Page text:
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Customize Your Mac’s “Paste and Match Style”

On the Mac, the paste function associated with the CMD + V keyboard shortcut has a well-known side effect: if you’re writing a document and you paste something from your clipboard, the document’s style won’t be automatically matched. Quite possibly a “feature” per Apple’s design choice, since I switched to the Mac I’ve always been annoyed by such “remember every style” behavior, and from the reaction I’ve seen on Twitter, it turns out quite a few people dislike when they end up with weird styles in their outlines or email messages as well.

But, you might argue, there is a way to paste and match style, and that’s represented by the ⌥⇧⌘V shortcut…which requires four fingers to execute, and it’s not always implemented in the same way in third party apps. Chrome, for instance, uses ⇧⌘V, and many other apps follow a similar trend to modify the default shortcut for Paste and Match Style.

In the past few days, I’ve come across some interesting solutions to unify Paste and Match Style with a simpler keyboard shortcut, and make it the default paste action on OS X if you never want to paste with “styles”. This can be particularly handy for writers, who often prefer a plain text environment or a styled one that’s, however, consistent throughout a document.

The first option you have is to install this AppleScript by Don Southard, assign it a keyboard shortcut with FastScripts, Alfred, or any other launcher of your choice, and use it as a system-wide replacement for Paste and Match Style, with its own shortcut that will work everywhere no matter how apps implement the function differently. Don describes it as “one paste and match style to rule them all” and, essentially, that’s true: the script does its own native style matching that works with any app that can accept .txt input. To set up the script, head over here and copy it, paste it inside AppleScript Editor, and save it as a script. With Alfred (or another app), give it a keyboard shortcut to use whenever you want. Mine is ^⌘V, and it works as expected in my Sparrow messages, Evernote documents, OmniFocus, Chrome – anywhere I want to paste and match style without remembering the system’s shortcut.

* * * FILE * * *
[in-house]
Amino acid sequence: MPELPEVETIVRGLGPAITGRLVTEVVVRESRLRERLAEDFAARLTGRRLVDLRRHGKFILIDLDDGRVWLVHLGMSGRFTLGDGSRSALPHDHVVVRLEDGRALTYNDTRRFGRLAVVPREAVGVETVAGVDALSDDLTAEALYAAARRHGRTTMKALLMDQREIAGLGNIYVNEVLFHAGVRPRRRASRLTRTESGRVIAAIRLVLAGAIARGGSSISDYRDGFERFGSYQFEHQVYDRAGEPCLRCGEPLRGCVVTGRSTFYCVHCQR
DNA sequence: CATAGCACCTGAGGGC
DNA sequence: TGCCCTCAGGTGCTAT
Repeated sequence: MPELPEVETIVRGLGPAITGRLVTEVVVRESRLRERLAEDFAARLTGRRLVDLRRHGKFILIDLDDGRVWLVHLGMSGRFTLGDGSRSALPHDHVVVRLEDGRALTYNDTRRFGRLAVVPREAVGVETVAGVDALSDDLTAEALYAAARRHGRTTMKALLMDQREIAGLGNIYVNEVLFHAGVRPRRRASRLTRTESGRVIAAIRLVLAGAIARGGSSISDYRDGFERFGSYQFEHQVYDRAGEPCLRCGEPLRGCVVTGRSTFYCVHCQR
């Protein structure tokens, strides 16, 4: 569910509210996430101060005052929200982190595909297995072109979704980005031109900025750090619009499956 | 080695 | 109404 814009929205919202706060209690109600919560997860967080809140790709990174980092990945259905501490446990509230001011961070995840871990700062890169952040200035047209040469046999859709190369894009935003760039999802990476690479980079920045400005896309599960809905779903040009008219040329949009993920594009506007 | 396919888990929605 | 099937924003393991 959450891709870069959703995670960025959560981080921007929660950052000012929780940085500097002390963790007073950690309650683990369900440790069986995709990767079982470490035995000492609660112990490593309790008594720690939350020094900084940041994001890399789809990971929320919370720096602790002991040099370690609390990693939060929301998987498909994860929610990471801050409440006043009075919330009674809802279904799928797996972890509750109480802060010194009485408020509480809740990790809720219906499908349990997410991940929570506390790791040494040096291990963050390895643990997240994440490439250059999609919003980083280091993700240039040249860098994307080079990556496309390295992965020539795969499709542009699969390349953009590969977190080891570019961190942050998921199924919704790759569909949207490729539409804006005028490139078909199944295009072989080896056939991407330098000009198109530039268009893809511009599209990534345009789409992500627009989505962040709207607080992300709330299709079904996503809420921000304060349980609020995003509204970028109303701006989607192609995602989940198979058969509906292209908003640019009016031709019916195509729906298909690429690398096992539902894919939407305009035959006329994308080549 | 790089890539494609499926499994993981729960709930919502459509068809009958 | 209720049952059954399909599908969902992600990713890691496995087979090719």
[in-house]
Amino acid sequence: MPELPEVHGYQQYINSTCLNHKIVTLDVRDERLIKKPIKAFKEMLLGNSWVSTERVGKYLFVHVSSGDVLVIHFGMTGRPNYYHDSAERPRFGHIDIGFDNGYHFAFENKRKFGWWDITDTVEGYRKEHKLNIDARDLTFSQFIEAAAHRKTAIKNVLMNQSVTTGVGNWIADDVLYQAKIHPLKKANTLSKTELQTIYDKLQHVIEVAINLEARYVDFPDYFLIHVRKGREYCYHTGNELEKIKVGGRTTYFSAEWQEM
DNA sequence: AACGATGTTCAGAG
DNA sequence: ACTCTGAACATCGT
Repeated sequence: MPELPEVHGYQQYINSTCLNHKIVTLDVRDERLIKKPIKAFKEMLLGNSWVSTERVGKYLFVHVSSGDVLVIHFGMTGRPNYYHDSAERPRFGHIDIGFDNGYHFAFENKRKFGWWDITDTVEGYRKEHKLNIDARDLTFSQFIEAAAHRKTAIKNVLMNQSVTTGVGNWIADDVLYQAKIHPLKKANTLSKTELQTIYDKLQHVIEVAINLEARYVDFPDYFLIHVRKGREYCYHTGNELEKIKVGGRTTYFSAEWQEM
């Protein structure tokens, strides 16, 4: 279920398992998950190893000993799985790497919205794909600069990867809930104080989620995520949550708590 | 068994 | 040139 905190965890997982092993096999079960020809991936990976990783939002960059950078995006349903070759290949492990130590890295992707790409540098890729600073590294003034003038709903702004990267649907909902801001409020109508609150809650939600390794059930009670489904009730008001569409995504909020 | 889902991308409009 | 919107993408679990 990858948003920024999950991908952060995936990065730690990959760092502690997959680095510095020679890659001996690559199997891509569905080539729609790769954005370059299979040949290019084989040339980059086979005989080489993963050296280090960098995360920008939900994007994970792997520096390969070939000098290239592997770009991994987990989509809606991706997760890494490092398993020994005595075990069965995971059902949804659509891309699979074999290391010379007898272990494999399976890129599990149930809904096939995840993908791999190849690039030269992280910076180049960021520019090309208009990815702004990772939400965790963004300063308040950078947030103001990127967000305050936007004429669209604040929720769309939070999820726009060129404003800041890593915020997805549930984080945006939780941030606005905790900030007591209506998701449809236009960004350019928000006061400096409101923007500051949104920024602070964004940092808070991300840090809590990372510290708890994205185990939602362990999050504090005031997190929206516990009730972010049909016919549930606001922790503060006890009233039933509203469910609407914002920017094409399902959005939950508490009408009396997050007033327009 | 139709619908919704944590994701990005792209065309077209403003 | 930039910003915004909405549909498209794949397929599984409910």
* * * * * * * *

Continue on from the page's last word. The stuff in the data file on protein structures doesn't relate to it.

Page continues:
Alternatively, you can modify the default OS X keyboard settings to change the keys assigned to “Paste” as the ones used for “Paste and Match Style” (hat tip @PenLlawen). Mac OS X allows you, in fact, to take an item from an application’s menu (the one up in the menubar), and give it a specific keyboard shortcut. To do so, you have to copy the exact name of the item as you see it in the menubar, and give it a new shortcut in System Preferences -> Keyboard -> Keyboard Shortcuts -> Application Shortcuts for “All Applications”. Whereas third-party apps may change the default shortcut for Paste and Match Style, they usually don’t alter this action’s name, so assigning a new keyboard combination to “Paste and Match Style” (as seen below) should work.

In the screenshot above, I’ve changed the default keyboard shortcuts for Paste and Match Style. The obvious problem with this method, as I mentioned above, is that apps usually keep the name set by Apple. Others, like Evernote, don’t. And with these apps, changing the default shortcut for the top menu item won’t work, so you’ll be forced to learn their “special” shortcuts again.

Customizing your Mac’s built-in Paste and Match Style command might get a little tricky if you work with lots of different third party apps, and for this reason I highly recommend the script by Don Southard, which allows me to reliably and quickly paste text without formatting in any app. If you have additional tips or apps to recommend for Paste and Match Style, meet us in the comments below.

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